Showing posts with label Bukhara. Show all posts
Showing posts with label Bukhara. Show all posts

Wednesday, August 26, 2015

Mongolia | Ulaanbaatar | Camel Statues

The other day my pal Saka and I went shopping. As we were sitting in a line of traffic backed behind the traffic light at the intersection of Chingis Khan Avenue and the Zaisan Tolgoi road I noticed looming above the tops of cars in front of us a statue of a camel that had recently been installed in a traffic island in middle of the avenue. From our angle only the head of what I thought was one of two camels was visible.

“Did you see the statues of the two camels?” I asked Saka. “That’s a great idea. I wonder who is responsible for them?” 
“There is only one camel, replied Saka.
“No,” I replied, “there are two camels. You just can’t see the other one from here. I hope they install a whole string of them.” 
“I just drove by there on my way to your apartment, and there is only one camel there,” she insisted.
“There are two,” said I, “do you want to bet on it? 
“I don’t bet, but you are wrong; there is only one.” 
“No sorry, you are wrong.”

The light changed and we drove by the traffic island. There was only one camel. Saka almost peed her pants laughing (she’s easily amused). “And you wanted to bet! Hahahaha (or khikhikhikhi, as Mongolians write it). I should have bet you a hundred dollars! I could buy a new handbag!”

I was completely flummoxed. The bus I take to town goes right by this traffic island and I had noticed when they had installed the first camel. I said to myself, “wouldn’t it be a great idea to install a whole string of camels.” Then about a week ago I took a bus to town and we got struck in line of cars right in front of the traffic island. I could not help but notice that another statue had been installed. Now there were two of them. We sat there for at least five minutes in the traffic jam and I stared at the two camels the whole time. The image of two camels was indelibly imprinted in my mind.  I also thought, “Since there are now two camels maybe they are going to install a whole string of them. I certainly hope so.” Now, inexplicably, there was only one camel. Had I hallucinated the second camel? It seemed unlikely.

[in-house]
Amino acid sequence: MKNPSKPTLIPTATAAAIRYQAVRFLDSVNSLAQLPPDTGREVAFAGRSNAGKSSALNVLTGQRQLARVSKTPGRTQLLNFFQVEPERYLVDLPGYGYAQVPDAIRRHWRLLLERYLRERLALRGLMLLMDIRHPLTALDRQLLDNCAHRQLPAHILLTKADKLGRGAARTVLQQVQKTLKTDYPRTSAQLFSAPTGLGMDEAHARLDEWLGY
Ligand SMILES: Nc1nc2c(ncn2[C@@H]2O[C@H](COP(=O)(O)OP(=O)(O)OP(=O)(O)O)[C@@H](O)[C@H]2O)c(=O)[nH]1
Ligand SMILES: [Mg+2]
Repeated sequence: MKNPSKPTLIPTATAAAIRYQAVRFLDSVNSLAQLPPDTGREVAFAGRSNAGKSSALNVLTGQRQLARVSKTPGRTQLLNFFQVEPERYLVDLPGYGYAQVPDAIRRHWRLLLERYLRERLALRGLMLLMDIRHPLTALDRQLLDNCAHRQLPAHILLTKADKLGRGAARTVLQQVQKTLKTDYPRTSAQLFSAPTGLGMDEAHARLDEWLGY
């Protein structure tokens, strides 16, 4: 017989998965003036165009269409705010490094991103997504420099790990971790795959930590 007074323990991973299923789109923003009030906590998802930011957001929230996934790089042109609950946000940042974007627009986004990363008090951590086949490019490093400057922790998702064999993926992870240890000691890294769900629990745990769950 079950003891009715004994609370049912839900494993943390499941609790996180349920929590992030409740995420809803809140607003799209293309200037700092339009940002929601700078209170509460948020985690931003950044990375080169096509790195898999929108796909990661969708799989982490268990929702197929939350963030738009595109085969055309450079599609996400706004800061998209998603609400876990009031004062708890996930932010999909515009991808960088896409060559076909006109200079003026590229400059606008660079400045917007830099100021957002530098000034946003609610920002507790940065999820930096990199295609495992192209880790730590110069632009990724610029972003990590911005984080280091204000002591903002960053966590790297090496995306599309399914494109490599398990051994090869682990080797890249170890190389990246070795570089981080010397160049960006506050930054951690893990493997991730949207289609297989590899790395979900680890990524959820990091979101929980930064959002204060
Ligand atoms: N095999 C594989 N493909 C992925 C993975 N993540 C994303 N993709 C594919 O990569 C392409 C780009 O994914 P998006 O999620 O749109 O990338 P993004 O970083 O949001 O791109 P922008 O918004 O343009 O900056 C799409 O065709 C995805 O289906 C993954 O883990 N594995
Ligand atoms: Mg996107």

Five days later I took the bus to town again. Now there was indeed a string of camel statues on the traffic island; in fact, five of them. Instead of going straight into town I got out at the nearest bus stop and took photos of all five camel statues before any of them could disappear.
Three of the string of five camel statues (click on photos for enlargements)
One of the camel statues
I don’t know who is responsible for the camel statues, but they should be heaped knee deep in laurels to this wonderful tribute to the Most Noble Of All Four-Legged Animals. The statues serve to remind not only residents of the city but visitors who will drive right by them when arriving from the airport that Ulaanbaatar was once the nexus of numerous caravan routes running south to Beijing and Lhasa and other cities in China; west to Urumqi in Xinjiang Province, China; from hence to Samarkand, Bukhara, Tabriz, and other great cites of the Silk Road; and north to Irkutsk in Siberia, which was once the northern terminus of the Tea Road between China and Russia. Camels were the main mode of transportation on all of these routes.
As I stood by the camel statues I could not help but think of the great Buryat lama Agvan Dorzhiev, who made the fastest recorded trip from Ulaanbaatar (then called Ikh Khüree [Их Хүрээ] = “Great Settlement”, or Örgöö [Өргөө] = “Palace”) to Lhasa by camel. Leaving the city on December 5, 1900 on an urgent diplomatic mission to the 13th Dalai Lama, Dorzhiev and his party had traveled day and night and arrived in Lhasa seventy-two days later. Normal caravans took four or five months. What I wouldn’t give to have been on that trip!
Agvan Dorzhiev (1854–1938)
I was also reminded of a ensemble of camel statues I had seen on Lyab-i-Haus square in Bukhara, Uzbekistan. The Bukhara Ensemble also honors the caravan men who accompanied the camels. Shouldn’t the caravan men be likewise honored in Ulaanbaatar?
Camel Ensemble in Bukhara
 Camel in Bukhara
Camel Man in Bukhara